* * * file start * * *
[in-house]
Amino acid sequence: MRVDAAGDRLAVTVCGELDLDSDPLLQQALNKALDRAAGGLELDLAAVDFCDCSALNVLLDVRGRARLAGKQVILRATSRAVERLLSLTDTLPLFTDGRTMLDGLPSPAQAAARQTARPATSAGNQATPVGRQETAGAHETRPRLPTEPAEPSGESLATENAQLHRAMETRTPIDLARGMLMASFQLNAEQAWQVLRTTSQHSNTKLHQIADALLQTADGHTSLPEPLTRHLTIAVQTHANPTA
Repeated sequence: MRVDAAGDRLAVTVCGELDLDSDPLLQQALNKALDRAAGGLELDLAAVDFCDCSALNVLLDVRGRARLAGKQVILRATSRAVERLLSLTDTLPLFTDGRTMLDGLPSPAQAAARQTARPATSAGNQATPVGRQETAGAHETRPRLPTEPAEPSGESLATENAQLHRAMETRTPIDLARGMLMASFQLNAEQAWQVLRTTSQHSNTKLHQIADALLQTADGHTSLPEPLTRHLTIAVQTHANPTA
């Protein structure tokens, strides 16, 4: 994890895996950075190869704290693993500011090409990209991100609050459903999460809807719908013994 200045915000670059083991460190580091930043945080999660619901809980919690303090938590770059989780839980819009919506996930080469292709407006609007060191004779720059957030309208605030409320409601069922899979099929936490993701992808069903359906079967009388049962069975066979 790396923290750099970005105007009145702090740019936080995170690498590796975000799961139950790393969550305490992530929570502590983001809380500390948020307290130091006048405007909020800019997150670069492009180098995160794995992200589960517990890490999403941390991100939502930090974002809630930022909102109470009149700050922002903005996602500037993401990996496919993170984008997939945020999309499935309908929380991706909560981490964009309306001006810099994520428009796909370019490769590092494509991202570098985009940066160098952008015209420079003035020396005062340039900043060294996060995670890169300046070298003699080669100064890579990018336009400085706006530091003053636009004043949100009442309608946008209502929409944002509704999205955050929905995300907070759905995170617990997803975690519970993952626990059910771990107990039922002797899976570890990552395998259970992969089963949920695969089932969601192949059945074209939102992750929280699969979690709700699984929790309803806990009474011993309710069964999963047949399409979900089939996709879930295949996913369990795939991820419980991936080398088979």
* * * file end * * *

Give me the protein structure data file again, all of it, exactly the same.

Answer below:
[in-house]
Amino acid sequence: MRVDAAGDRLAVTVCGELDLDSDPLLQQALNKALDRAAGGLELDLAAVDFCDCSALNVLLDVRGRARLAGKQVILRATSRAVERLLSLTDTLPLFTDGRTMLDGLPSPAQAAARQTARPATSAGNQATPVGRQETAGAHETRPRLPTEPAEPSGESLATENAQLHRAMETRTPIDLARGMLMASFQLNAEQAWQVLRTTSQHSNTKLHQIADALLQTADGHTSLPEPLTRHLTIAVQTHANPTA
Repeated sequence: MRVDAAGDRLAVTVCGELDLDSDPLLQQALNKALDRAAGGLELDLAAVDFCDCSALNVLLDVRGRARLAGKQVILRATSRAVERLLSLTDTLPLFTDGRTMLDGLPSPAQAAARQTARPATSAGNQATPVGRQETAGAHETRPRLPTEPAEPSGESLATENAQLHRAMETRTPIDLARGMLMASFQLNAEQAWQVLRTTSQHSNTKLHQIADALLQTADGHTSLPEPLTRHLTIAVQTHANPTA
């Protein structure tokens, strides 16, 4: 994890895996950075190869704290693993500011090409990209991100609050459903999460809807719908013994 200045915000670059083991460190580091930043945080999660619901809980919690303090938590770059989780839980819009919506996930080469292709407006609007060191004779720059957030309208605030409320409601069922899979099929936490993701992808069903359906079967009388049962069975066979 790396923290750099970005105007009145702090740019936080995170690498590796975000799961139950790393969550305490992530929570502590983001809380500390948020307290130091006048405007909020800019997150670069492009180098995160794995992200589960517990890490999403941390991100939502930090974002809630930022909102109470009149700050922002903005996602500037993401990996496919993170984008997939945020999309499935309908929380991706909560981490964009309306001006810099994520428009796909370019490769590092494509991202570098985009940066160098952008015209420079003035020396005062340039900043060294996060995670890169300046070298003699080669100064890579990018336009400085706006530091003053636009004043949100009442309608946008209502929409944002509704999205955050929905995300907070759905995170617990997803975690519970993952626990059910771990107990039922002797899976570890990552395998259970992969089963949920695969089932969601192949059945074209939102992750929280699969979690709700699984929790309803806990009474011993309710069964999963047949399409979900089939996709879930295949996913369990795939991820419980991936080398088979």